Trump Pleads Not Guilty to Charges for Attempting to Alter Georgia Election Results | International

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Former US President Donald Trump at a rally in New Hampshire on August 8REBA SALDANHA (REUTERS)

Former President of the United States Donald Trump has pleaded not guilty to the 13 charges against him in Georgia for mafia-type association and undue pressure on state officials in the attempted coup in that State's elections in 2020. He has also requested formally that his case be separated from that of other co-defendants, to avoid undergoing a quick trial.

Trump chose not to appear in person at the Fulton County courts in Georgia, where this case is being dealt with and where he was scheduled for next week. In his place, his lawyers sent a written statement signed by the incumbent Republican White House nominee, something that Georgia state law allows.

The former president was scheduled to have the charges read to him and make a ruling on them on September 6 at 9:30 in the morning. But that day there will not be the media circus that has accompanied each of the magnate's court appearances. The charge of this indictment, the fourth, had already been displayed in Fulton in all its glory last week, when Trump appeared in the county jail to be booked with the taking of his fingerprints and a mugshot that has gone around the world. world.

It is the fourth time that Trump has pleaded not guilty to the charges against him, but the first in which he does not appear in court to pronounce himself. He did go to the summons in New York in April to answer charges of accounting falsification in the case of payments to a porn actress in 2016 to buy her silence about an alleged sexual relationship; in Miami in June to testify about allegations of illegal possession of classified documentation related to his tenure, and in Washington in early August to reject charges of his role in attempts to overturn the election results. of 2020.

"I hereby waive a formal hearing and present my declaration of NOT GUILTY", the real estate magnate has written in a two-page statement, in which he also specifies: "I fully understand the nature of the crimes of which I am accused".

Prosecutor Fani Willis accuses the former president – ​​and 18 other defendants – of conspiring in a mafia-type plot to remain in power despite having been defeated in the 2020 presidential elections, in which his Democratic rival, Joe Biden, won. . In the State of Georgia, the current head of state won by the minimum; exactly, by only 11,779 votes.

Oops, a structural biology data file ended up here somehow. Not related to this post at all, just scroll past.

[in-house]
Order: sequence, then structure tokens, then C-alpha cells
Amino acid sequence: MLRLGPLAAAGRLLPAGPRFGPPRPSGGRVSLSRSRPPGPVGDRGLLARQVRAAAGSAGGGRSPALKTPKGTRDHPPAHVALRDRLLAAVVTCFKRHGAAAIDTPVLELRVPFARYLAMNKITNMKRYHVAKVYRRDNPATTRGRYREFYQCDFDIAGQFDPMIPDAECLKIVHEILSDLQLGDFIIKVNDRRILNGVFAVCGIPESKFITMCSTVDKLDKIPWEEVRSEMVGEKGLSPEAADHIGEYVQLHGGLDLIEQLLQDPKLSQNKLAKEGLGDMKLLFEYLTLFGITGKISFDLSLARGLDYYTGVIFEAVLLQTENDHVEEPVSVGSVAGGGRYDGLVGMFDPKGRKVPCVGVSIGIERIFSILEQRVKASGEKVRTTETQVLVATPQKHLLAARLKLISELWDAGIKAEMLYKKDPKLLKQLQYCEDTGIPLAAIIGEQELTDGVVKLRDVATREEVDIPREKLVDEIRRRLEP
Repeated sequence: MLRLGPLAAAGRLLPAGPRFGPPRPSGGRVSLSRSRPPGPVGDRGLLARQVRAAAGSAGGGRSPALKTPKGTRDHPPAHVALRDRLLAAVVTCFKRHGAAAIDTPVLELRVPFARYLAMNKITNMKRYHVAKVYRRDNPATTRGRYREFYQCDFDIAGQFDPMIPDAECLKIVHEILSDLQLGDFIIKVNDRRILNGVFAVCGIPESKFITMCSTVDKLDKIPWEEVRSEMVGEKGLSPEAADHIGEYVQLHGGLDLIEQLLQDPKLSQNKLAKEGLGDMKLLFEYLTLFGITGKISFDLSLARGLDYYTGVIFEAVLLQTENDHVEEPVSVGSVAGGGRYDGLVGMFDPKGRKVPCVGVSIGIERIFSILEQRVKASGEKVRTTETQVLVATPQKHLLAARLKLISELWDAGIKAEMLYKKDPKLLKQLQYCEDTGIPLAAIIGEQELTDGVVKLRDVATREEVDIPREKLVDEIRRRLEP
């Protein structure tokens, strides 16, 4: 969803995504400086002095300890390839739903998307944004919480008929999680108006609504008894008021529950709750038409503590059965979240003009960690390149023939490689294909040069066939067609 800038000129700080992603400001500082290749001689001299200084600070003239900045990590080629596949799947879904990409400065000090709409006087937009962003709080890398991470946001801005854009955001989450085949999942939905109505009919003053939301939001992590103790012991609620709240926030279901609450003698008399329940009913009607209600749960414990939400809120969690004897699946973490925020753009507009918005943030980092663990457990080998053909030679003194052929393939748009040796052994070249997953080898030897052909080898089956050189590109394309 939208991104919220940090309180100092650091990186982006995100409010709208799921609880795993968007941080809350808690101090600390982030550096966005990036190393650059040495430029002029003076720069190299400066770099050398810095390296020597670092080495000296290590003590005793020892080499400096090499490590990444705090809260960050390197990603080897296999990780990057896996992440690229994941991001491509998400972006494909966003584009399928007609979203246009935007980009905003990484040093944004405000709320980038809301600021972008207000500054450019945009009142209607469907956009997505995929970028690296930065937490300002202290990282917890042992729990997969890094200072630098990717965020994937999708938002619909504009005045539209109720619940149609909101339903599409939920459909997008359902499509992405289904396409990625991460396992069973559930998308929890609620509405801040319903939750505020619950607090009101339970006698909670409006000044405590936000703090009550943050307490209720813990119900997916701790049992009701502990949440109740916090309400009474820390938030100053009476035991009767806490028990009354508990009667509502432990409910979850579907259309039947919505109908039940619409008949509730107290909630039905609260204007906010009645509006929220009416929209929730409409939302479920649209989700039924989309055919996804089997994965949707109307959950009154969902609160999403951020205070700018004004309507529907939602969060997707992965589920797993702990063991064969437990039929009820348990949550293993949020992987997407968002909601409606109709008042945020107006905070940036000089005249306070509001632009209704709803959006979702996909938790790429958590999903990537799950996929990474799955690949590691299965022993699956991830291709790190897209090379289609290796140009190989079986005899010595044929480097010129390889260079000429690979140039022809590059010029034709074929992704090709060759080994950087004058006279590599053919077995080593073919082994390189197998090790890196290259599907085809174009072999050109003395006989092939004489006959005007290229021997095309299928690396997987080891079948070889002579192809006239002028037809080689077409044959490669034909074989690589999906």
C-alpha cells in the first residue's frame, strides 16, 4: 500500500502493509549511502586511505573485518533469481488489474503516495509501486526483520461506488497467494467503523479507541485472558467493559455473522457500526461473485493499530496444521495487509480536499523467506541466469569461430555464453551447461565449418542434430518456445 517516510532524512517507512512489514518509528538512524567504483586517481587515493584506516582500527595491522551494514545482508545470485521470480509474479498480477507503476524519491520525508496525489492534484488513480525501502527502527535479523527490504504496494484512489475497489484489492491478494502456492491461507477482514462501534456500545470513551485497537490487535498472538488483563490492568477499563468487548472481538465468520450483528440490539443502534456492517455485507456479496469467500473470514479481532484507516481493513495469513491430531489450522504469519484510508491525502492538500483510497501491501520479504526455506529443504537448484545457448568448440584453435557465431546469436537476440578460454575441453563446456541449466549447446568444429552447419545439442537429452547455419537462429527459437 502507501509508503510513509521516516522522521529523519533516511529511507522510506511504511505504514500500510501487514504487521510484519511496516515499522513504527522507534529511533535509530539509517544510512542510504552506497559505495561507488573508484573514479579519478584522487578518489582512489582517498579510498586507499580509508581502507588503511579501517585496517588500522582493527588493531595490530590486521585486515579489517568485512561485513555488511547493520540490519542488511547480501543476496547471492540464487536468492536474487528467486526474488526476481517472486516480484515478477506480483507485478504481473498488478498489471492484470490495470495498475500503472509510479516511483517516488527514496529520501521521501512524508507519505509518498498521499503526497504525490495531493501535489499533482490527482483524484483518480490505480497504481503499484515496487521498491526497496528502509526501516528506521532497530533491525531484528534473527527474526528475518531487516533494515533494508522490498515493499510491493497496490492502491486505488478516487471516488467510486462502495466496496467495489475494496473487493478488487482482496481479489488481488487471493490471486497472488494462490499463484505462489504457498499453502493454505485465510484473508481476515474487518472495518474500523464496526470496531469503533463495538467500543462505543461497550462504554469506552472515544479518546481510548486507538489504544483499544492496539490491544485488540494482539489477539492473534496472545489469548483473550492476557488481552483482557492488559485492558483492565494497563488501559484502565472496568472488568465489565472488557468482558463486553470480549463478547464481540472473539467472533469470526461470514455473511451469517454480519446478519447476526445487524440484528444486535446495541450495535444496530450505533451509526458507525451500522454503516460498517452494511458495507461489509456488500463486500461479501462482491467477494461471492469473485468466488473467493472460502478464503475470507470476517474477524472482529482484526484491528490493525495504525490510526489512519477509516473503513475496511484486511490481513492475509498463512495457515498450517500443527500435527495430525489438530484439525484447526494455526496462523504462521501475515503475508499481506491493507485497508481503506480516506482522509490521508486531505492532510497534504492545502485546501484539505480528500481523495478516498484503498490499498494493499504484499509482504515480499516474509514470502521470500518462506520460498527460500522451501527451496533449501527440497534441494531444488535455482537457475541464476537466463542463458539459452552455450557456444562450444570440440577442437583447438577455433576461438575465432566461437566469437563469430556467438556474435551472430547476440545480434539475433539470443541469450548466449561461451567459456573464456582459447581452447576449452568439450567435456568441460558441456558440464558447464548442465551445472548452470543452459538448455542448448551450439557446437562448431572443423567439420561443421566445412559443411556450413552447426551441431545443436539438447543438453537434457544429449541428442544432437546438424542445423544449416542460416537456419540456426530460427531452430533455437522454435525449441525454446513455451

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Willis blames Trump for a series of maneuvers to falsify the results of the elections in Georgia, including a plot to replace the voters who were supposed to represent that State in the certification ceremony of the official results at the Capitol in Washington. He also accuses him of, among other things, pressuring state officials into dereliction of his duty.

Among the evidence he alleges for the latter is a recording of a telephone conversation between Trump and the Secretary of State of Georgia, also a Republican Brad Raffensperger, in which the then president asked the senior official on January 2, 2021 to “found” 11,780 votes, enough to declare that he had won in that territory.

The prosecutor aspires to hold a common trial for the 19 accused as soon as possible and has proposed March 4 to begin that process. But Judge Tanya Chutkan in Washington has already set that day, the eve of the Super Tuesday election, to begin the trial for the attempts to alter the electoral results and Trump's role in the assault on the Capitol on January 6, 2021, which rules out That date.

Willis' intentions are also complicated by the fact that two of the defendants, lawyers Kenneth Chesebro and Sidney Powell, have requested that they be tried separately and as soon as possible. A judge has agreed to set October 26 as the date to begin the hearing against Chesebro. In his statement this Thursday, Trump has formally requested to separate his case from that of this lawyer, since he assures that he could not be prepared to begin hearings so soon.

Another possible complication for Willis's aspirations is the interest of several defendants in moving their case to the federal circuit, rather than keeping it in Fulton court. Among those who have already filed his petition in this regard is Trump's former chief of staff, Mark Meadows, who testified before a judge Monday to argue his case.

Meadows and the rest of those interested in transferring the case allege that the events of which they are accused occurred in the performance of their official duties and therefore the case should be heard in federal instances. It is almost certain that Trump will also request the transfer to the federal circuit.

Interested parties believe it is more likely that a federal court will accept their claims and dismiss the case; and that, if it were to go to trial, the composition of the jury would be more varied. They consider that in Fulton, a county with a large Democratic majority, the vast majority or all of the jurors would be against the accused from the beginning.

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